From underwater censuses using stereo cameras in 2013 and 2014, we found that Darwin and Wolf (DW), the two northernmost islands within the GMR, harbor the largest shark biomass on the planet. In our study, we identified several species of sharks, including hammerhead (S. lewini), galapagos (C. galapagensis) and blacktip (C. limbatus) sharks. This high concentration of sharks is possible due to the nutrient-rich currents reaching these islands, making them highly productive areas. Additionally, the total ban on shark fishing within the GMR helps in maintaining a high density of sharks in the area. However, illegal fishing continues to pose a threat to these apex predators within the GMR. Thus, ongoing protection is necessary if we are to protect the high biomass and diversity of northern Galapagos.

Comparison of fish biomass recorded at Darwin and Wolf (DW) islands and other oceanic islands around the world. Figure from: Salinas-de-León et al, 2016. PeerJ.1911.
Comparison of fish biomass recorded at Darwin and Wolf (DW) islands and other oceanic islands around the world. Figure from: Salinas-de-León et al, 2016. PeerJ.1911.

Through the use of satellite tags on tiger sharks (Galeocerdo cuvier) between 2014 and 2017, we found these sharks show a resident pattern, as they spent over 90% of their time within the boundaries of the GMR. This pattern is unusual in this species because they tend to be highly migratory elsewhere in the world. However, the high abundance of food in the Galapagos, particularly of green sea turtles, is likely the main driver behind the residency pattern found at the GMR. Additionally, analyses of their movements allowed us to establish that they have a tendency to gather around green turtle nesting beaches, their preferred prey item in the archipelago.

Concentrated use areas in red (core areas, 50% of detections), intermediate use in orange (75% of detections), and wider home range area in yellow (95% of detections) of G. cuvier. Map from: Salinas-de-León et al (in review), FCD.
Concentrated use areas in red (core areas, 50% of detections), intermediate use in orange (75% of detections), and wider home range area in yellow (95% of detections) of G. cuvier. Map from: Salinas-de-León et al (in review), FCD.

An in-depth understanding of the patterns of distribution and abundance of sharks, as well as of the biological and environmental variables that influence said patterns, is necessary to develop and evaluate conservation and management plans. In 2015, we deployed baited remote underwater stereo-video systems (stereo-BRUVS) at 48 sites across the GMR. This allowed us to identify spatio-temporal patterns in the composition of shark assemblages within the GMR.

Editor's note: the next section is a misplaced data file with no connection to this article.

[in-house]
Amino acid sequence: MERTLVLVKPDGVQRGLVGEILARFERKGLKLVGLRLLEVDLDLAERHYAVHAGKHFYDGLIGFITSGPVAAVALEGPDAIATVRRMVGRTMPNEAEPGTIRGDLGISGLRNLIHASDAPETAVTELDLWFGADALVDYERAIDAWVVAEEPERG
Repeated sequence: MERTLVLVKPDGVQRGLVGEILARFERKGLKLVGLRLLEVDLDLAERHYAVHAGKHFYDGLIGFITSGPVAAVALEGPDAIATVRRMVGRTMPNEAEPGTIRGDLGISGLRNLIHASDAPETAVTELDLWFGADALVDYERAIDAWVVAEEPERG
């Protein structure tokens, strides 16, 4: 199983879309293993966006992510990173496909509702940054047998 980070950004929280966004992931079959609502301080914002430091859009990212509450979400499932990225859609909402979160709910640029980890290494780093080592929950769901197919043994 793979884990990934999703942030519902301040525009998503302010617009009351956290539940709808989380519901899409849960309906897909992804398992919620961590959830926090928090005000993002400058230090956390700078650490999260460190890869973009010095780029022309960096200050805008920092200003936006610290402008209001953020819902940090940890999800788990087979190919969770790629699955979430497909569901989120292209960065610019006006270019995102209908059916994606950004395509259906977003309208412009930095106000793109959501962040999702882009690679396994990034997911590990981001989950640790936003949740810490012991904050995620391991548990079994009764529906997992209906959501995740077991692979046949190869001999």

We found a total of 877 sharks of 10 species, which represents just over 1% of all marine animals identified in these videos. The highest abundance (number of individuals) of sharks was found at Darwin and Wolf islands. However, the highest diversity (number of species) of sharks was found at Isabela, Floreana, Santa Cruz and the Daphne islets. The most common shark species across the GMR were the galapagos, hammerhead, blacktip and whitetip, which represented 83% of sharks identified in our videos. These species occupy similar habitats which is why we usually find them together.

We also found sharks did not distribute themselves evenly across the archipelago. Instead, changes in environmental variables, such as seawater temperature, are highly influential in their distribution. Finally, although we found some differences in shark distribution between seasons, they were not big enough to be considered significantly different by our analysis.

Relative abundance of eight species of sharks across sites sampled in 2015. Figure from: Acuña-Marrero et al, 2018. MEPS 593:73-95.
Relative abundance of eight species of sharks across sites sampled in 2015. Figure from: Acuña-Marrero et al, 2018. MEPS 593:73-95.

Thanks to a collaborative effort between the Charles Darwin Foundation, the Galapagos National Park Directorate and Ocean Exploration Trust, we were able to go on expedition on board the E/V Nautilus in June 2015. During this expedition, we explored deep-sea environments within the GMR. Using two Remotely Operated Vehicles (ROVs), we investigated the sea floor around the Iguanas-Pinguinos hydrothermal vent located at a depth of 1.5 km, north of Darwin Island.
We found 157 egg cases from Bathyraja spinosissima, a deep-sea skate, in the area surrounding a vent. The egg cases pictured below were in various states of development, and most of them were found within a 150 m radius of active vents.
Seawater temperature measurements confirmed that the temperature increased as the distance to the vent decreased. This suggests that B. spinosissima is using the warmer area around the vents to incubate its egg cases, which can take as long as 1,500 days (just over 4 years) to hatch.

Since egg cases were found in higher quantities around the hydrothermal vents, we can conclude that this is the first record of these habitats being used as nurseries (areas hosting a great number of juveniles). Due to the long incubation period of these species, these skates are particularly vulnerable to changes in their environment. For this reason, it is necessary to give these areas the highest possible level of protection against human intervention.

The red dot in the map shows the location of the Iguanas-Pingüinos hydrothermal vent. The area surrounding this vent at a depth of 1.5 km was explored using ROVs. On the right, egg cases from B. spinosissima found during the June 2015 expedition are shown. Figure from: Salinas-de-León et al., 2018. Scientific Reports 8:1788.
The red dot in the map shows the location of the Iguanas-Pingüinos hydrothermal vent. The area surrounding this vent at a depth of 1.5 km was explored using ROVs. On the right, egg cases from B. spinosissima found during the June 2015 expedition are shown. Figure from: Salinas-de-León et al., 2018. Scientific Reports 8:1788.